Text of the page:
It’s hard to look at the proverbial glass as half full when the news is so bad: rising unemployment; poor earnings reports from Fortune 500 companies; a hibernating bear market; a housing market in the tank; and oil too expensive for the tank. An article by Asaf Farashuddin in the Booz & Company publication, Strategy+Business, argues that this is the time to get ready for better days. As if to say, “Quit your whining and start doing something,” the author wrote:
All industrial corporations face downturns and periods of retrenchment. Successful strategists promote upturn thinking even during the deepest downturns. Techniques such as crafting an upturn SWAT team, implementing long-term strategic planning, and requiring upturn thinking during restructuring help companies develop their own Marshall Plan to stay one step ahead of competitors when better times return.
Of course, Booz & Company would take this position - strategy is their bread and butter. However, they’re partly right. The U.S. economy will bounce back; it’s just that nobody knows how long it will take. And even now some companies and some sectors, large and small, are making money and growing. Exxon recently set the record for most profit in a quarter. Small, fuel efficient cars are selling like hotcakes (Hotcakes must be a growth industry, too.).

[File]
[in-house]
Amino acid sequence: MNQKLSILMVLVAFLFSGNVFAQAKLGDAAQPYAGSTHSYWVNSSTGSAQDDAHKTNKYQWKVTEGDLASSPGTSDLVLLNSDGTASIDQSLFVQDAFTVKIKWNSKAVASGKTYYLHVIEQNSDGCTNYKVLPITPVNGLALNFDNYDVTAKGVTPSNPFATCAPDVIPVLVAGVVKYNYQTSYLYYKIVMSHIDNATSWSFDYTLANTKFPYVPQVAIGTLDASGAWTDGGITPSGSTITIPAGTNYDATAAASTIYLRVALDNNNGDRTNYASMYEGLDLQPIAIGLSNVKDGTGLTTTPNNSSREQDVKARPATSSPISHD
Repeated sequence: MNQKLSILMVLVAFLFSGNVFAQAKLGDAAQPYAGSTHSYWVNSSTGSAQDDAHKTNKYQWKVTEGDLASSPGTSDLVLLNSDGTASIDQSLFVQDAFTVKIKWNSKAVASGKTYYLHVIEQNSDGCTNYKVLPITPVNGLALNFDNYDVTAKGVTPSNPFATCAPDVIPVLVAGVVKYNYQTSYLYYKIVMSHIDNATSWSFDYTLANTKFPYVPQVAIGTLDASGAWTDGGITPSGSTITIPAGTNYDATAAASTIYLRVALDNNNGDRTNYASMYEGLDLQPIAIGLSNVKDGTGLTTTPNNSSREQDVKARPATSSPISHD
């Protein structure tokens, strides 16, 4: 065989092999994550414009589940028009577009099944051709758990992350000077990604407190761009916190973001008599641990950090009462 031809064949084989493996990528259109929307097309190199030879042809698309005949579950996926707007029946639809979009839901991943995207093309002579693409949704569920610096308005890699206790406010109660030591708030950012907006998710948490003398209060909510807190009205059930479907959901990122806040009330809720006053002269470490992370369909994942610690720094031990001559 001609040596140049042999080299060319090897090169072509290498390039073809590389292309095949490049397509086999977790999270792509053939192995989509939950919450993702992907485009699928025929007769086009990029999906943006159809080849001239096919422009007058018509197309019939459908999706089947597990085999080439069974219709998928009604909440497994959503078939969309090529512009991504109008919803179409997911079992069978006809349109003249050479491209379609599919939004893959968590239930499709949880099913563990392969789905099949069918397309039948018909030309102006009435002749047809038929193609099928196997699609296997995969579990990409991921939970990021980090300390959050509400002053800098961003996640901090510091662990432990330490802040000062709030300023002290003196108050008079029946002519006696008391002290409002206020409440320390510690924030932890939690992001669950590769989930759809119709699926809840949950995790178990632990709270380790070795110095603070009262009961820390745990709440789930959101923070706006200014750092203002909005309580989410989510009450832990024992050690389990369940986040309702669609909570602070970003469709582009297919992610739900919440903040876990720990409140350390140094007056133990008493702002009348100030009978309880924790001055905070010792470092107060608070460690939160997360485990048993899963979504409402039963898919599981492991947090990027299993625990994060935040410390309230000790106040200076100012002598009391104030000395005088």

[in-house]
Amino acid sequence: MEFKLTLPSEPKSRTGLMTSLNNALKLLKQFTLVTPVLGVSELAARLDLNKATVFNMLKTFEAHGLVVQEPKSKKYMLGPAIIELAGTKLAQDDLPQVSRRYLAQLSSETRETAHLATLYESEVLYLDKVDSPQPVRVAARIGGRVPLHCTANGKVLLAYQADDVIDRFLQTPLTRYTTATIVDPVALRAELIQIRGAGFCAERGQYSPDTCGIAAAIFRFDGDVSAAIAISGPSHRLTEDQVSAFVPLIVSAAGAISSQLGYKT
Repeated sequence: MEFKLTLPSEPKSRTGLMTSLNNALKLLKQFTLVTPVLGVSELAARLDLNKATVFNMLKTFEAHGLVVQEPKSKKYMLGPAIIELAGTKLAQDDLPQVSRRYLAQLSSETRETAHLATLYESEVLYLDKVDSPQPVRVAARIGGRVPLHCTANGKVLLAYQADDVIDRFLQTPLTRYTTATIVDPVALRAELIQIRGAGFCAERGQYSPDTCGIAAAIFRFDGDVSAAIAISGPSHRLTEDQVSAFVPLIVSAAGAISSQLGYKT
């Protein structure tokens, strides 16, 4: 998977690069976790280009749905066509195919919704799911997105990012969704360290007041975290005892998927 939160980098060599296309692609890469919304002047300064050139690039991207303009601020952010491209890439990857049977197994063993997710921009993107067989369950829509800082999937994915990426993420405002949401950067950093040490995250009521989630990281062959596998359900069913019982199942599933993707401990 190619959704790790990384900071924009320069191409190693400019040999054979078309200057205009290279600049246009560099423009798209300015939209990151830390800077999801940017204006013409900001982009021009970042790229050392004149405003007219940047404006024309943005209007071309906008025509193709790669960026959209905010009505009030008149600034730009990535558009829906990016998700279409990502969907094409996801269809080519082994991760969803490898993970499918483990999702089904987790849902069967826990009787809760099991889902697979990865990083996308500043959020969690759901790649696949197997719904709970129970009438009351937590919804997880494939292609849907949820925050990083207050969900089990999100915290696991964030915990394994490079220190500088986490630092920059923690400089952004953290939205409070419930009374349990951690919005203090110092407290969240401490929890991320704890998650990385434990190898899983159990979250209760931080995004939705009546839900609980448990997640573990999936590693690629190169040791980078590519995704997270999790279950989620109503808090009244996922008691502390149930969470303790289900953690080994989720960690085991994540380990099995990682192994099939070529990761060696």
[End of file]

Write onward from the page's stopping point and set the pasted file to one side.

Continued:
What Booz & Company, and all of the other share price-oriented, strategy companies fail to take into account is the cost and value of knowledge. Their focus is new markets, new products, and new partners. They should also be thinking about new knowledge and retaining the knowledge that is walking out the door. Through layoffs, buyouts, and downsizing, many industrial corporations are getting dumber, not smarter. If they want to be ready for the inevitable upturn, they need people who have the skills, knowledge, attitudes, and beliefs that are the platform for creativity and innovation. They need “talent” with the ability to make continuous improvements in R&D, marketing and sales, production, and operations. They need a culture that supports risk-taking and is prepared for the permanent white water of our economy.